Mike Chuba is the Managing VP of Compute, a key part of Research & Advisory’s Infrastructure & Operations organization. He leads a team of six analysts, in addition to covering the IBM mainframe market and co-chairing the Gartner IT Infrastructure, Operations Management & Data Center Conference.
From Mike’s manager, Sheila Childs, Managing Vice President of Infrastructure:
“I’ve had the pleasure of working with Mike for only a few of the many years he’s been here at Gartner. While he easily moves into new roles and adapts to change quickly, my favorite thing about Mike is that he’s a walking, talking history lesson on Gartner’s early years. Gartner is very fortunate to have Mike with us all these years — he’s a great analyst, manager and teammate.”
Mike was generous enough to share his experiences and reflections on his 35-year tenure at Gartner:
What brought you to Gartner?
An ad placed in the local newspaper. The company had developed a product that modeled supply and demand for mainframe computers and disk drives, as well as the impact on pricing and residual values in the secondary market. I was brought in to run, nurture and expand that model and write the reports. I joined as one of 13 analysts in our research organization, but the only one without an industry background.
What roles have you had at Gartner?
I have been a Research & Advisory analyst my entire Gartner career, responsible for covering IBM as a vendor and its mainframe as a product since the early 1980s. Over time, I augmented my coverage with topics such as Y2K, storage hardware, cost optimization, data center modernization and consolidation. Last year, I joined Research & Advisory’s management team; it has brought new challenges and opportunities.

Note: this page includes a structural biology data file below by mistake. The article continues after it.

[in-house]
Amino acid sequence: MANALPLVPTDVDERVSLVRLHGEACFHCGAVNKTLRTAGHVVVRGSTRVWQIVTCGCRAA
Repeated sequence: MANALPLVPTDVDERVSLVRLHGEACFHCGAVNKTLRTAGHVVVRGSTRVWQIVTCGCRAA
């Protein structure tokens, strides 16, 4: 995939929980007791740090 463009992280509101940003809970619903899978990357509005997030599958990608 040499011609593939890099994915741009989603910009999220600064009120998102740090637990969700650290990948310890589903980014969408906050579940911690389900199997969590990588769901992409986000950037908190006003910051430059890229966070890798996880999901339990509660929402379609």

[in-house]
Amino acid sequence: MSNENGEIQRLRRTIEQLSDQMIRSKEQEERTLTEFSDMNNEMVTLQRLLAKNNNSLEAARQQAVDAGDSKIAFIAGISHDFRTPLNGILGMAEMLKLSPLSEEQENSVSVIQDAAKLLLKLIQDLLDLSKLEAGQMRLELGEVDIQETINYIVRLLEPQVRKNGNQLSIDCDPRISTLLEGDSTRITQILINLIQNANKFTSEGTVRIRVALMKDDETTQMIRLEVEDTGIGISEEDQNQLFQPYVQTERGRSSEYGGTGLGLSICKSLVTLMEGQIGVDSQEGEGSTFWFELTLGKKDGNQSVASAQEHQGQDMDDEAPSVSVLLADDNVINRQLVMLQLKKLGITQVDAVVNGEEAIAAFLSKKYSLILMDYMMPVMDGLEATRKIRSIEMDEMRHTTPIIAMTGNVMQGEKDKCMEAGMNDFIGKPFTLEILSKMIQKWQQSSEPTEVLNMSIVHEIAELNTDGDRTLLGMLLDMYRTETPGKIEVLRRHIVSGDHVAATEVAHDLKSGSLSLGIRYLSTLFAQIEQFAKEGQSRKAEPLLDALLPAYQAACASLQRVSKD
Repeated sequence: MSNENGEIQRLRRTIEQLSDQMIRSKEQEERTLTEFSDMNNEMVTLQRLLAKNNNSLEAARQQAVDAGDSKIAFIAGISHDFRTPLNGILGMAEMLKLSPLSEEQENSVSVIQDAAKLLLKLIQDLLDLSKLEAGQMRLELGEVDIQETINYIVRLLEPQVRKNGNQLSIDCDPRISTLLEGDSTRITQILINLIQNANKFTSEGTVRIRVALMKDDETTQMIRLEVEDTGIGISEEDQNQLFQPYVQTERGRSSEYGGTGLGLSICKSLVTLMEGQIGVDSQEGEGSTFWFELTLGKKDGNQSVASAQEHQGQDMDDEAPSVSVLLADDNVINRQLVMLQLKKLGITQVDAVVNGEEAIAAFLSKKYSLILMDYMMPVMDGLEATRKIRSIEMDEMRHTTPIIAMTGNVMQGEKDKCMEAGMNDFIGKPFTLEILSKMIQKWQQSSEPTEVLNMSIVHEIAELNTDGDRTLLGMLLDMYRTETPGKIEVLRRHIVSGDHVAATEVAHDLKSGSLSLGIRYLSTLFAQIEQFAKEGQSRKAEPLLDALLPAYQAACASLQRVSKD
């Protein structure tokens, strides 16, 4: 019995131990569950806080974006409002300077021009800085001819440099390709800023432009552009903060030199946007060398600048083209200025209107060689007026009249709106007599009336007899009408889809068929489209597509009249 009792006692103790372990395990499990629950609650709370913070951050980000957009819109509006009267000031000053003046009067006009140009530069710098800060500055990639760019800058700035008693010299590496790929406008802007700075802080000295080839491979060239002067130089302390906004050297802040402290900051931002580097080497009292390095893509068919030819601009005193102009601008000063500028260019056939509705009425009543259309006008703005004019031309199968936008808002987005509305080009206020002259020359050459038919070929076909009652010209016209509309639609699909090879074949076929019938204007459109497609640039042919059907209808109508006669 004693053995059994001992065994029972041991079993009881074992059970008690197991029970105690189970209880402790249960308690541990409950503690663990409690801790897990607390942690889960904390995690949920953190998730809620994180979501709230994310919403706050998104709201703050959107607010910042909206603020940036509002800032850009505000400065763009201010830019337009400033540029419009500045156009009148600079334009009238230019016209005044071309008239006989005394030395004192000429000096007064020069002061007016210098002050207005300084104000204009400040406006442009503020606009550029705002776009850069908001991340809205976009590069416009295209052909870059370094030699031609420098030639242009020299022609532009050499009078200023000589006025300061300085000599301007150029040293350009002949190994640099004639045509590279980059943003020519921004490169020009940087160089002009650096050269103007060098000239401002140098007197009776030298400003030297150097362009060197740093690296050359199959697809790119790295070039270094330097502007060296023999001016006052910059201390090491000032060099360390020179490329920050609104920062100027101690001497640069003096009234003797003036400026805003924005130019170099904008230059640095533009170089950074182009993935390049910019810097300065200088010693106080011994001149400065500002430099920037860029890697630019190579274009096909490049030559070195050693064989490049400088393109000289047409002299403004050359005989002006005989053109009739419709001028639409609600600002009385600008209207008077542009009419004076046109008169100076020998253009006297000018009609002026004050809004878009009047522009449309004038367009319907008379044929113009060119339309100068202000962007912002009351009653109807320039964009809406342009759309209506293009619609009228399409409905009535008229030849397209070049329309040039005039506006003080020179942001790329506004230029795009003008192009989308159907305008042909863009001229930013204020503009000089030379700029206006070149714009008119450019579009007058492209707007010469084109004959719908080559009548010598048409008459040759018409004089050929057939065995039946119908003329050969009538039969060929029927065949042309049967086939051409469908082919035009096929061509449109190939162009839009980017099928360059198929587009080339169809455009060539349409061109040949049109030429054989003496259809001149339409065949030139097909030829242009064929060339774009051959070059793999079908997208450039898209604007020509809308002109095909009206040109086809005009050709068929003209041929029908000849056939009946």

I have also been heavily involved with Gartner’s longest-running event, the Data Center conference, since its inception more than 30 years ago. I take great pride in its evolution and in keeping it as relevant and vibrant as possible.
Tell us about an interesting experience you’ve had at Gartner or something you’d like to share.
During the 2012 Data Center conference, I had the pleasure of introducing Captain Chesley “Sully” Sullenberger as our guest speaker. As he came to the stage, the entire room erupted in thunderous applause in recognition of his bravery and skills in safely landing a U.S. Airways plane in New York’s Hudson River with 155 people on board. With 99% of conference attendees traveling by air, there was tremendous, heartfelt appreciation and respect for what he did. The “Miracle on the Hudson” hero remains my favorite speaker of all time.
What’s kept you at Gartner for so many years?
I love the culture of intellectual curiosity, passion, energy and collegiality — and being able to work with some of the brightest minds in the business. I’ve also had great managers, who gave me the freedom to pursue topics that intrigued me.
What advice would you give to someone just starting out in their career at Gartner?
Figure out how your passions, interpersonal skills and talents map against Gartner’s needs and go for it!
If you are interested in joining our team, search for an open job here.